Susan
    I'm Susan and I'm 60. Why I am hyperactive - I'm not really physically hyperactive, I'm mentally hyperactive. I change interests really fast. I have a lot to say but I've only got one mouth and it's really hard to get a lot of ideas that are buzzing around my head at the same time out through one mouth. One of the worst impacts of not being diagnosed with this is that I have learnt to be extremely cruel to myself and beat myself up all the time for making mistakes, for forgetting things and for upsetting other people. In part it's because I was diagnosed late and have very low self-esteem as a result, although I manage to hide that but it means that I'm constantly doubting myself.

    Porter
    The mainstay of therapy is treatment with the stimulant Ritalin - a drug that has attracted more than its fair share of controversy over the years.

    Badat
    The medication mostly, broadly speaking, is - the first line is stimulant medication. What it appears to do is increase something called dopamine and/or adrenalin - these are transmitters in the brain. What these things - these chemicals appear to do is allow the brain to be more adept at choosing what to focus on and what not to focus on, so you don't get this mental noise so much. So here you have these people who are normally hyperactive - physically just cannot get it together - they suddenly get the ability to pick one thing nicely and see it through to the end without this sense that it's either going to be abandoned or incomplete.

    Porter
    So paradoxically you're giving them effectively a stimulant but that stimulant works by improving the clarity?

    Badat
    Absolutely. And one of the best things I've seen is a patient who has a habit for sports cars who says doc for the first time after medication I can drive my fast car slowly. And it was a relief to him which is a paradox.

    Susan
    The only way I can describe it is that it's like putting on my glasses. I take the medication and half an hour later I can see - I know where I'm going, what I'm doing during the day and I get things done. When I don't take the medication I just get lost - a whole day goes by and I've done nothing but think thoughts. I've had ideas of things to do, I haven't done any of them. And it is really, really distressing - not to be able to get things done. And it's the only way I've been able to hold down the jobs - the large number of jobs I've had - but the only way I've been able to do it, the only way I've been able to finish university I could not have done that without the medication.

    Badat
    People come back and say where have I been my whole life - it is as transformational as that, it is probably one of the most effective medicines in psychiatry.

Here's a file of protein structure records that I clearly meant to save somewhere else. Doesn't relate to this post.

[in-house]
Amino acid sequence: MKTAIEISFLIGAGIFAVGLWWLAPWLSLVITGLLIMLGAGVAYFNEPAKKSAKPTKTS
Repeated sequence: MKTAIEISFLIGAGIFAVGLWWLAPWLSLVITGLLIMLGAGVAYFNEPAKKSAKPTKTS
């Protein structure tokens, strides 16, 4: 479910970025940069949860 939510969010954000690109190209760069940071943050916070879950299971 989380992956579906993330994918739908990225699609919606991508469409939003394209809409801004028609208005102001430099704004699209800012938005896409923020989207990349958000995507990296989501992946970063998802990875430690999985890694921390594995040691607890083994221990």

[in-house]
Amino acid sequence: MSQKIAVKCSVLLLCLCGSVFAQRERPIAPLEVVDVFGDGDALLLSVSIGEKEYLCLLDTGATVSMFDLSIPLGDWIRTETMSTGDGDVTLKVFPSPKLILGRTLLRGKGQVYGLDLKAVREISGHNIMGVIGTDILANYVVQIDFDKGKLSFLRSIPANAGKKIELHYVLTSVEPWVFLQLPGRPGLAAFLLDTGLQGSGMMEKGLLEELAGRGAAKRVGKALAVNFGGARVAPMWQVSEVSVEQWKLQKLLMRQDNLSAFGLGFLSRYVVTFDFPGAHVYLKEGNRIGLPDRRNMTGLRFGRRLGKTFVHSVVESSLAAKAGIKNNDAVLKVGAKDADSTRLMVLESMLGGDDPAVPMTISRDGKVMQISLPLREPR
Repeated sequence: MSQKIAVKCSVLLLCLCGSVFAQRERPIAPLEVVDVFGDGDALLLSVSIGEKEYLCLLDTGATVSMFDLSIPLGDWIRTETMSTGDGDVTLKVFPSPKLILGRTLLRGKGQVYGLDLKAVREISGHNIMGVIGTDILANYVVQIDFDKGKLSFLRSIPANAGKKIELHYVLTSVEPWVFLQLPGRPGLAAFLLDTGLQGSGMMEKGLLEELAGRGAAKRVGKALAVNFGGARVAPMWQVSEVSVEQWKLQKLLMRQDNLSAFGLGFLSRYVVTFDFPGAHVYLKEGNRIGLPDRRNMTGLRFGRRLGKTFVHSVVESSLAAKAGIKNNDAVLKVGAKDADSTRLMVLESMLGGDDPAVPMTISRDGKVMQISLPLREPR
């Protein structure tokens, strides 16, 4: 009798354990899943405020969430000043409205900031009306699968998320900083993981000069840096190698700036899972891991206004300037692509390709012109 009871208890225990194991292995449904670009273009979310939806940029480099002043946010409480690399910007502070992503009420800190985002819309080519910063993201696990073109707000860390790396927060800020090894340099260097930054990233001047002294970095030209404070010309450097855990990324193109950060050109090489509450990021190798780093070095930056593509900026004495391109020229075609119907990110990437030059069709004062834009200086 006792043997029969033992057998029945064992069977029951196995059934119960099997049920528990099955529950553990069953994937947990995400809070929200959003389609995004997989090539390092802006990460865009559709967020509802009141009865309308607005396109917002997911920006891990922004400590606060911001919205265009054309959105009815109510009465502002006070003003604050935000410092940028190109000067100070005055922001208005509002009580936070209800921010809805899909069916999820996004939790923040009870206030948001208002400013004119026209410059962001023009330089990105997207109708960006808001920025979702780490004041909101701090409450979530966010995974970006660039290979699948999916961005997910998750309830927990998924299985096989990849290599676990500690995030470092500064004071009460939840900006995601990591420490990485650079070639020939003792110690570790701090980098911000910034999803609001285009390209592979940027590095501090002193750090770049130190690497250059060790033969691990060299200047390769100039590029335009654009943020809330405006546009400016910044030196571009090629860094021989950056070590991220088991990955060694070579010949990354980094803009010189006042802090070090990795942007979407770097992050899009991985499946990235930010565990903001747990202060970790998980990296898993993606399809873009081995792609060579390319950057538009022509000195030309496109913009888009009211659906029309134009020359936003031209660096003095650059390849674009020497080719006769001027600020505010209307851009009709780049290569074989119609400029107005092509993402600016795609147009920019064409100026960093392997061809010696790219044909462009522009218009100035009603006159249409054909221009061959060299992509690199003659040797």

Porter
    But our listener says he's struggling to get the help that he needs and I suspect that's quite a familiar problem across the country.

    Badat
    Yes it's a cross that people have to bear when they have a disorder which isn't well recognised and which is controversial, even in professional circles - GPs sometimes just simply don't think it's there, they think it's a societal construct.

    Porter
    Are we making progress?

    Badat
    Absolutely, I think there's a large amount of activism when it comes to ADHD, partly driven by patients who are so consciously positively enraged by the fact that it took so long for them to get diagnosed and of course a lot of them are very able, very high achievers, just like people with autism who then are campaigning - these are people who are saying why isn't there enough service, why is there such a big waiting list.

    Susan
    I was diagnosed about 10 years ago in America when I was at university, then I came back to England and naturally the NHS wouldn't take an America diagnosis, which was fair enough. So I thought well I'll just go to the GP and ask for a referral, well that turned into a huge problem. The partners at the GP practice didn't believe in ADHD and didn't want to refer me. So I had to get my MP involved.

    Porter
    One of the criticisms has been that this is the medical creep, is the term that's used and that drug companies are getting in on - oh we've got a product here what are we going to do with it, oh I know it works for this condition so if we can medicalise basically an extension on normality but what would you say to people who argue that?

    Badat
    Absolutely, I think it's a debate that is absolutely valid, I don't think anyone should take anything at face value. ADHD is a disorder which is neuro-developmental and a lot of it means it's so intertwined with elements of personality that you can't just say this is disorder and this isn't, so the rounded understanding that I need to develop takes necessarily long for something that superficially looks exceptionally easy - here's 18 criteria do you tick the boxes. So we do get therefore the controversy of why are you taking so long for something that somebody might be able to self-diagnose online - the key is actually it's everything else I need to rule out.

    James
    My name's James, I am in my late 30s, I was diagnosed with ADHD just over a year ago. When you meet other people who've got it you suddenly feel human again because they have so many of the same characteristics that you do. And I think once you know you've got it, it isn't the end of the world because it comes with good things as well as bad. What does the damage is not the fact you've got the thing, it's not knowing about it because not knowing about it, it can absolutely destroy you. The big thing is that there's hope that the future can be better than the past.

    Porter
    One of the members of the adult ADHD self-help group in Bristol.

    Just time to tell you about next week's programme when, among other things, we will looking at whether boys should be vaccinated against HPV and whether children should wear cycle helmets. Oh, and Dr Max Pemberton visits a tattoo parlour - hopefully he will be out in time to report back.

    ENDS